AC: Originality. Somewhere out there, there’s an insurance adjustor who looks like a “normal” person but is doing something very, very bad in his spare time. Let’s meet that guy. Let’s see his “normal” life and his real life. Let’s see how those two worlds collide. That quiet librarian who you just noticed is wearing a pentagram around her neck, what’s she doing in her spare time that would make John Waters blush? Also, make sure your unique characters have unique voices. There are many exercises you can do as a writer to improve your ear for dialogue. I would recommend sitting in public places with a notebook and, without being obvious, writing down conversations you hear. These things will separate your characters from the many characters I meet every time I go through a new batch of submissions.
SQF: I read a comment by one editor who said she keeps a blacklist of authors who respond to a rejection in a less than professional manner. I'm sure you know what I mean. What do you want authors to know about the stories you reject and how authors should respond? Along this same idea, do you mind if authors reply with polite questions about the comments they receive?
AC: I’m very disturbed to hear that an editor is keeping a “blacklist” for anything. Especially disgruntled writers responding to rejection. Of course, the proper response to a standardized rejection form is to try that particular story somewhere else and try a different story at the market from which you received the rejection notice. The editor who said she keeps a “blacklist” must not be a writer. She must not have ever had to contend with the horrible feeling that you’ve sent your best work out and the editor you sent it to is an imbecile who didn’t “get it.” That of course leads me to wonder why this woman would bother editing a journal in the first place. If you don’t have knowledge and empathy for the struggles writers go through (especially in a time when they are expected to produce work for no pay), you should NOT be an editor. It’s a very good thing I don’t know who that particular editor is because I would put her on my SHITLIST!
I have been known to send nasty notes to editors who have sent me rejection notices I didn’t consider professional. Most recently, I sent a very snide email to the editor(s) of Fifth Wednesday. The wording of the rejection notice they sent me was unprofessional and to add an insult, they asked me if I wanted to subscribe to their magazine. This is a matter of chicken v. the egg. Was my response “unprofessional”? You bet. Was it a response to an unprofessional provocation? Absolutely. Now, the editor(s) of Fifth Wednesday may put me on a “blacklist,” but I have no desire to be published in a magazine that shows the lack of respect for writers their rejection notice demonstrated. Thus, I haven’t lost a thing.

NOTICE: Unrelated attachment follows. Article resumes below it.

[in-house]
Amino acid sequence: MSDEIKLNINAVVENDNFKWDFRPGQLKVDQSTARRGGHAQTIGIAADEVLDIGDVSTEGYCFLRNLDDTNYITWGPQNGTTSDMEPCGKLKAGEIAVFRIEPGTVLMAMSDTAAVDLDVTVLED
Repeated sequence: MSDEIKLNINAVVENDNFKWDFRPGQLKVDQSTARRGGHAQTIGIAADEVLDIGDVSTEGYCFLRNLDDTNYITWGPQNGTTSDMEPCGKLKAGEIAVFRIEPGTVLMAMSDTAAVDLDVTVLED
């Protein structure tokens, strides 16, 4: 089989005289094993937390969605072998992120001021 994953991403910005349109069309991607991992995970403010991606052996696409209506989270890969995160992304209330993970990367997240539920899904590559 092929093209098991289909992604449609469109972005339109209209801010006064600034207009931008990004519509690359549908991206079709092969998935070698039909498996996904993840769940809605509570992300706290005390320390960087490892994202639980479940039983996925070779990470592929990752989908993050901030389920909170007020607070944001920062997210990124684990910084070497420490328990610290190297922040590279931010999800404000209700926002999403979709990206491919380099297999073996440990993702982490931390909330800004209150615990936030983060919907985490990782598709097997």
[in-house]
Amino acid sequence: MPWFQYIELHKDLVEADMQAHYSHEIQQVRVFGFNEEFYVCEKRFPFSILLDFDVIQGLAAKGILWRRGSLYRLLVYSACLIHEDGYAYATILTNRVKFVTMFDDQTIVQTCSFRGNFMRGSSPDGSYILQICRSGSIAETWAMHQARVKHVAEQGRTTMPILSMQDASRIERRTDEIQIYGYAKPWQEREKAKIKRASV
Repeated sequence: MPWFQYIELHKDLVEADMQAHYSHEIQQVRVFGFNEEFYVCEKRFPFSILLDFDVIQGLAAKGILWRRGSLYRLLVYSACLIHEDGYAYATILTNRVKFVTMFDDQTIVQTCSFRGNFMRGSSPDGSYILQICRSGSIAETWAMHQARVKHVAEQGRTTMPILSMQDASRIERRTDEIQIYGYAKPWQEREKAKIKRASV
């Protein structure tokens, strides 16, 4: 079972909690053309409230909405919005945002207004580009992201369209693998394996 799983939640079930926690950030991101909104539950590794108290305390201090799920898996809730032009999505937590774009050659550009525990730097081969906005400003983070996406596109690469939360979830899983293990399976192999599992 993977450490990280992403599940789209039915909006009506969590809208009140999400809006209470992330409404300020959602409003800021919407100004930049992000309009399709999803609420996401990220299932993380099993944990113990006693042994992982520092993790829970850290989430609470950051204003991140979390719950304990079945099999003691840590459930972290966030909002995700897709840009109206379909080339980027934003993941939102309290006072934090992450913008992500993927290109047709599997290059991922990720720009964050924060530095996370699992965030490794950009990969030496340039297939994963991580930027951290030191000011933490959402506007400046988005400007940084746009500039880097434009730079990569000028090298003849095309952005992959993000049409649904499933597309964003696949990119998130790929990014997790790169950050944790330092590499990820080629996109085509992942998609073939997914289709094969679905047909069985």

Most of the time, however, responding in a snide manner is not appropriate. If you receive a rejection notice that looks standardized, it probably means your story wasn’t even close. It probably means that your story needs enough work that the editor doesn’t have the time to let you know all the details. If, however, an editor passes on your story but gives you tips on how to improve it (or maybe just tells you what’s “wrong” with your story), I think it’s OK to ask the editor further questions. Some editors might get annoyed by that, but if they’re willing to give advice in the first place, they should be prepared for the possibility of being asked to give follow up advice. It’s called courtesy. Not a difficult ethic to establish.
If a writer sends me a nasty email after I’ve rejected a story of his or hers, I assume the writer is just starting out. A seasoned writer understands that this is a subjective business and a rejection is more a reflection of the editor’s taste than the quality of the story itself. I have only received two grumpy replies to rejection notices. I chuckled and deleted the emails. In the future, I might send a notice to the writer explaining why that sort of response isn’t a good idea (that there are hyper-sensitive so-called editors out there who “blacklist” anyone who hurts their feelings).
One note I’d like to make here concerning Pulp Modern—I have sent “rejection” notices with suggestions for improving the story. I don’t mind taking another look at a story under those circumstances. However, I do want to see that a writer took some time in revising his or her work. When I receive a ‘revised’ story thirty minutes after sending the “rejection” notice, I wonder how much effort was put into the revision.
SQF: What one question on this topic do you wish I'd asked that I didn't? And how would you answer it?
AC: Q: Do you make editorial suggestions to writers who have been accepted and what should those writers do with your suggestions?
A: Thanks for asking that. I go through each story accepted and make notes along the side (thank God for MS Word!). If the story was accepted, chances are I won’t have too many suggestions. Sometimes I love one particular thing about a story, so I’ll accept it with the intention of helping the writer improve it. In those cases, I’ve been known to make up to a hundred or more comments. I tell a writer that he or she may make any changes he or she agrees with, but that’s really like an old mafia guy saying, “Maybe you should leave town for a while…” I expect the writer to make the changes. I’ve been writing for thirty years. I know a thing or two about basic craft. If I ask a writer to remove extraneous adverbs, I would like to see him or her do as I have asked. I am trying to publish clean prose in Pulp Modern. I need writers to cooperate with me on this.
Thank you, Alex. We all appreciate you taking time from your busy schedule to participate in this project.
NEXT POST: 1/19--Six Questions for Editor, H.O.D. (A Handful of Dust)